Lessons from hurricane Sandy on how to rise to the challenge.
By Amber Hudson and Luke Sklar
After Hurricane Sandy slammed the tri-state area, the news reports and images I’ve seen uncovered not only the horrible devastation, but acts of incredible kindness as well as flagrant stupidity:
Let’s have a round of applause for….
- The many restaurants that fired up generators/gas ovens to cook food for hungry residents
- Starbucks offering free Wi-Fi
- Tide offering free laundry service on mobile trucks with washers and driers (ingenious!)
- Duracell setting up charging stations, allowing people to charge their vital communication devices
- The countless stories about hospital staff, rescue crews and average people stepping up to help strangers
Boo, hiss (throw tomatoes)…
- Gap used #Sandy Twitter to promote online shopping and asked customers to check into Foursquare using “Frankenstorm Apocalypse – Hurricane Sandy”
- American Apparel targeted customers in the storm zone with the offer “In case you’re bored during the storm: 20% off everything for the next 36 hours”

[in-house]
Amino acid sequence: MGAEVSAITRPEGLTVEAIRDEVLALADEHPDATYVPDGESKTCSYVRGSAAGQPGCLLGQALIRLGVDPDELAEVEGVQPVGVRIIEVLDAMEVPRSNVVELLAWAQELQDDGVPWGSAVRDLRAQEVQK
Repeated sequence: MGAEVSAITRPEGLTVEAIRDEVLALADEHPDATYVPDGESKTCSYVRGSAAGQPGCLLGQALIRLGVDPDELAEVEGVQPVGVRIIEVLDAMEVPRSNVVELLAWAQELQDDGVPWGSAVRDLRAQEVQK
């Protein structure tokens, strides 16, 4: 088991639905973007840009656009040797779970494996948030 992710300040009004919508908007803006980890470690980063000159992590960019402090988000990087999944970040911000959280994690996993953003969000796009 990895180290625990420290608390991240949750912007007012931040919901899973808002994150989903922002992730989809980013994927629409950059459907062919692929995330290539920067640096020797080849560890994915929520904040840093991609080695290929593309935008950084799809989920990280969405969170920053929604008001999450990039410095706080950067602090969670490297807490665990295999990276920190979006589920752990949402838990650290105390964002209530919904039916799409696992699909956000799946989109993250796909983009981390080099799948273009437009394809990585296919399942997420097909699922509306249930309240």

We have no intention of undermining the destruction that occurred. But looking at what happened uncovers some marketing lessons for when your brand is about to be hit by a crisis. There are uncontrollable events that affect every business plan. Will you be ready to rise to the challenge?
- Have a contingency budget: to either get yourself out of the flood, or in your genuine, on-strategy way capitalize on an opportunity.
- Establish a ‘war room’ process: have the smartest people to define the task and prevent spin. Learn from your past mistakes, FEMA did.
- Hope is not a strategy: Hurricane Irene threatened the east coast and fizzled into nothing. As a result many east-coasters were complacent, ignoring the Sandy evacuation advice. Don’t let this recency affect cloud your ability to act fast. Have your ‘weather forecasters’ alert you when the storm is coming. If you’re 70% sure it’s going to hit, take it seriously and do something (ahem, Blockbuster). Hoping “it won’t happen this time” isn’t a good strategy.
- When dealing with a crisis, bring out your inner Bloomberg: throughout the crisis Mayor Bloomberg was humble, calm, fact-based, drama-free. He course corrected when he needed to do the right thing (sorry marathoners). He personified brand greatness.
- Yes, you can turn a challenge into an opportunity: Luke’s father used to own a store. When it rained he would put the umbrellas out front. Like Tide and Duracell, he was meeting an honest need. Find ways for your brand to live its purpose through helping your customers.